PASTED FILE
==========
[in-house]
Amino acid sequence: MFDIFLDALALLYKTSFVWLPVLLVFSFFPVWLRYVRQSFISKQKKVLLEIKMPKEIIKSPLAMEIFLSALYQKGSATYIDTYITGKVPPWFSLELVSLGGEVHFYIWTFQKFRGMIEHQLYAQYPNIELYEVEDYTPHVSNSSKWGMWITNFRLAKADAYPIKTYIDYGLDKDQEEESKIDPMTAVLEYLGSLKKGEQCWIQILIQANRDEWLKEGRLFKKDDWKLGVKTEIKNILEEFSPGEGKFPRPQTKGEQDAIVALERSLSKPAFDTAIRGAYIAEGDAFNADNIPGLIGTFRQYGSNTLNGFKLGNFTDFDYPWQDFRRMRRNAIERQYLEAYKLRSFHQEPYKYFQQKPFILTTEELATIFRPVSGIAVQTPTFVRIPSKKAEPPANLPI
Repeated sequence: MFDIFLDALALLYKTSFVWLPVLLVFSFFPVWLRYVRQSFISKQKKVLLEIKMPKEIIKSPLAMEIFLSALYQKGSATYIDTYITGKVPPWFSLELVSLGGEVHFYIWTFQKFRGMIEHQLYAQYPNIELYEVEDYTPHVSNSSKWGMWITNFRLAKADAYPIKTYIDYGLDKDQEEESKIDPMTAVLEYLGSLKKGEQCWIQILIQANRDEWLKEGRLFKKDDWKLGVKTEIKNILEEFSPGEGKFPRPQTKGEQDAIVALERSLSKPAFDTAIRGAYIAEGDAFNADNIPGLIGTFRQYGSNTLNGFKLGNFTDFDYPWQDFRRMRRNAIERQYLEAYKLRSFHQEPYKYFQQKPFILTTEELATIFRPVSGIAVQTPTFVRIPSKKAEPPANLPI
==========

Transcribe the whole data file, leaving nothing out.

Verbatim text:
[in-house]
Amino acid sequence: MFDIFLDALALLYKTSFVWLPVLLVFSFFPVWLRYVRQSFISKQKKVLLEIKMPKEIIKSPLAMEIFLSALYQKGSATYIDTYITGKVPPWFSLELVSLGGEVHFYIWTFQKFRGMIEHQLYAQYPNIELYEVEDYTPHVSNSSKWGMWITNFRLAKADAYPIKTYIDYGLDKDQEEESKIDPMTAVLEYLGSLKKGEQCWIQILIQANRDEWLKEGRLFKKDDWKLGVKTEIKNILEEFSPGEGKFPRPQTKGEQDAIVALERSLSKPAFDTAIRGAYIAEGDAFNADNIPGLIGTFRQYGSNTLNGFKLGNFTDFDYPWQDFRRMRRNAIERQYLEAYKLRSFHQEPYKYFQQKPFILTTEELATIFRPVSGIAVQTPTFVRIPSKKAEPPANLPI
Repeated sequence: MFDIFLDALALLYKTSFVWLPVLLVFSFFPVWLRYVRQSFISKQKKVLLEIKMPKEIIKSPLAMEIFLSALYQKGSATYIDTYITGKVPPWFSLELVSLGGEVHFYIWTFQKFRGMIEHQLYAQYPNIELYEVEDYTPHVSNSSKWGMWITNFRLAKADAYPIKTYIDYGLDKDQEEESKIDPMTAVLEYLGSLKKGEQCWIQILIQANRDEWLKEGRLFKKDDWKLGVKTEIKNILEEFSPGEGKFPRPQTKGEQDAIVALERSLSKPAFDTAIRGAYIAEGDAFNADNIPGLIGTFRQYGSNTLNGFKLGNFTDFDYPWQDFRRMRRNAIERQYLEAYKLRSFHQEPYKYFQQKPFILTTEELATIFRPVSGIAVQTPTFVRIPSKKAEPPANLPI